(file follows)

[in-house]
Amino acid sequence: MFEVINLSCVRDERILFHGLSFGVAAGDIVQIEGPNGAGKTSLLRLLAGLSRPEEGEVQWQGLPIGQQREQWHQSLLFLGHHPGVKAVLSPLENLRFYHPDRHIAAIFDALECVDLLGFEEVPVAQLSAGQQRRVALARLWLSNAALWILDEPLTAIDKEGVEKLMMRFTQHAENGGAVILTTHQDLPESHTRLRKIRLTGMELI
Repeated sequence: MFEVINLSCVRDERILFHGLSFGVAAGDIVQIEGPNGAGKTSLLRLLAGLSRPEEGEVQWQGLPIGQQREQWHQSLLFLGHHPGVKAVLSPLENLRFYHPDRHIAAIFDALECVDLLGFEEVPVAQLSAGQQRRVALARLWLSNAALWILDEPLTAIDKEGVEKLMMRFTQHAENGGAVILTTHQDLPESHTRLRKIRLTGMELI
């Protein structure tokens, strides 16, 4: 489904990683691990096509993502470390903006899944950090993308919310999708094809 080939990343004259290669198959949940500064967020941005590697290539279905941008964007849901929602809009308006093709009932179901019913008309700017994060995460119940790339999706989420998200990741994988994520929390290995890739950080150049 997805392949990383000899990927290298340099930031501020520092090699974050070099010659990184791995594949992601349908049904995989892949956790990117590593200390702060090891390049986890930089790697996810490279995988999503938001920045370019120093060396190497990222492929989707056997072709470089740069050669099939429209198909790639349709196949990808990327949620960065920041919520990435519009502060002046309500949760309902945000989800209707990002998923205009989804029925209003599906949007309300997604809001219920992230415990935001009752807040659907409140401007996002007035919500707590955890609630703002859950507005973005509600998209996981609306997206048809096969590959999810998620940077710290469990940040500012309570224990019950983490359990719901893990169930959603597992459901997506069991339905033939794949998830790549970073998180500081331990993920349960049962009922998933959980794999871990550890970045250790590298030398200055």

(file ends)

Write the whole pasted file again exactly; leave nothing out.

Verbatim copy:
[in-house]
Amino acid sequence: MFEVINLSCVRDERILFHGLSFGVAAGDIVQIEGPNGAGKTSLLRLLAGLSRPEEGEVQWQGLPIGQQREQWHQSLLFLGHHPGVKAVLSPLENLRFYHPDRHIAAIFDALECVDLLGFEEVPVAQLSAGQQRRVALARLWLSNAALWILDEPLTAIDKEGVEKLMMRFTQHAENGGAVILTTHQDLPESHTRLRKIRLTGMELI
Repeated sequence: MFEVINLSCVRDERILFHGLSFGVAAGDIVQIEGPNGAGKTSLLRLLAGLSRPEEGEVQWQGLPIGQQREQWHQSLLFLGHHPGVKAVLSPLENLRFYHPDRHIAAIFDALECVDLLGFEEVPVAQLSAGQQRRVALARLWLSNAALWILDEPLTAIDKEGVEKLMMRFTQHAENGGAVILTTHQDLPESHTRLRKIRLTGMELI
């Protein structure tokens, strides 16, 4: 489904990683691990096509993502470390903006899944950090993308919310999708094809 080939990343004259290669198959949940500064967020941005590697290539279905941008964007849901929602809009308006093709009932179901019913008309700017994060995460119940790339999706989420998200990741994988994520929390290995890739950080150049 997805392949990383000899990927290298340099930031501020520092090699974050070099010659990184791995594949992601349908049904995989892949956790990117590593200390702060090891390049986890930089790697996810490279995988999503938001920045370019120093060396190497990222492929989707056997072709470089740069050669099939429209198909790639349709196949990808990327949620960065920041919520990435519009502060002046309500949760309902945000989800209707990002998923205009989804029925209003599906949007309300997604809001219920992230415990935001009752807040659907409140401007996002007035919500707590955890609630703002859950507005973005509600998209996981609306997206048809096969590959999810998620940077710290469990940040500012309570224990019950983490359990719901893990169930959603597992459901997506069991339905033939794949998830790549970073998180500081331990993920349960049962009922998933959980794999871990550890970045250790590298030398200055």